Reply To: "Stoop to her canvas"
Dr Paul Adamthwaite of the MarHst-L forum came up with a fairly detailed response to the query that I posted on that site:
Adding planking to the bottom would probably change the moments of inertia, thus decrease the roll period, which may be what Quilliam was sought.
Not sure of the exact meaning of ‘stooping to her canvas’, but there seem to be two possible interpretations:
(1) Frank Scott’s suggestion. The Spencer was over-canvassed both as regards sail area , and spar weight aloft. As a result she was too tender, and the crew had to reduce sail early
(2) HMS Spencer took a long time (excessive roll period) to recover from wave or wind gust induced heel.
If (2) was the case, then Quilliam’s suggestion was sound. Static/dynamic stability, inertia and stiffness, vanishing stability and roll periods, etc., are complex, but changing moment of inertia is a valid concept.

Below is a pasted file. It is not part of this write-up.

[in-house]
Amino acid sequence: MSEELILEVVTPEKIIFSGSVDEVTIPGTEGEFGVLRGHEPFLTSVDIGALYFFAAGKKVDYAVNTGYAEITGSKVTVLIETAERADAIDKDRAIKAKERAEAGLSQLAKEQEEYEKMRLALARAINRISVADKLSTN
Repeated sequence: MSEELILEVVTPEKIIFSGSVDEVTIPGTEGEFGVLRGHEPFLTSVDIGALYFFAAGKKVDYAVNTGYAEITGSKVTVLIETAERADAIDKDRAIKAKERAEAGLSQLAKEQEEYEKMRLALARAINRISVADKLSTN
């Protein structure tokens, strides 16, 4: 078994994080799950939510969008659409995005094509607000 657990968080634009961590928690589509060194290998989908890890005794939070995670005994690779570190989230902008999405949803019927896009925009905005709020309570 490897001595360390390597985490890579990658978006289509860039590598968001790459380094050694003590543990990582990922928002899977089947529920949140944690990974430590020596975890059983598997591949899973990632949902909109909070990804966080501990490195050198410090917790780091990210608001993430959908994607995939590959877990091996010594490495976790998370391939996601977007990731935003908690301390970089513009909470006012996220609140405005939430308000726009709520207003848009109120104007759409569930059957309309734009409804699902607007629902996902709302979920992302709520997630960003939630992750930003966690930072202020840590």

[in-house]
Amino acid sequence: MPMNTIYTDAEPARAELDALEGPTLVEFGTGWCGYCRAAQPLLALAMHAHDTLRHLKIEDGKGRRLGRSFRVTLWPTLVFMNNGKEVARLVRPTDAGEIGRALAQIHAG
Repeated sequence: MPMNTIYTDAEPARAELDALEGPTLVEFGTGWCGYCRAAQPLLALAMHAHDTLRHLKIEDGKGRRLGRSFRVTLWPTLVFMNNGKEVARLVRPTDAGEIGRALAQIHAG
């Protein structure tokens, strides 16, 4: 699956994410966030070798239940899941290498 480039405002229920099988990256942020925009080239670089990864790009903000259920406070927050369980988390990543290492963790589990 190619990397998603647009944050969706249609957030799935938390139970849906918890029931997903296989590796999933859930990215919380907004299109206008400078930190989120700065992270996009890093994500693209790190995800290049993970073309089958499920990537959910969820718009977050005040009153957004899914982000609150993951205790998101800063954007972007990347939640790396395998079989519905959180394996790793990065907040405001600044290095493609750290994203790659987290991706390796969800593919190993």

Although Anglophone authors tend to give Jean-Louis Barallier short shrift as a designer, it is worth noting that the Admiralty continued to use him to design warships after the Spencer, culminating in his largest, the Rochfort (80), which was built at Milford (keel laid 1814, completed 1814) (a sister was scrapped on the stocks in 1811).
His French reputation, either prior to his enforced ‘emigration’ to England as a Royalist in 1793, or after his eventual return to France in 1815, is a little more obscure. However there is a fairly detailed article in Provence historique, 12th series, Vol 3, pp.40-148, by Emmanuel David: ‘Un toulonnais, Jean-Louis Barrallier, ingénieur de la marine, constructeur d’un port et de vaisseaux anglais (1751-1834)’. This rather confirms that his reputation was more as an ‘engineer’ than a naval architect, but he was taken on as Directeur des Constructions Navales at Toulon on 7 December 1815.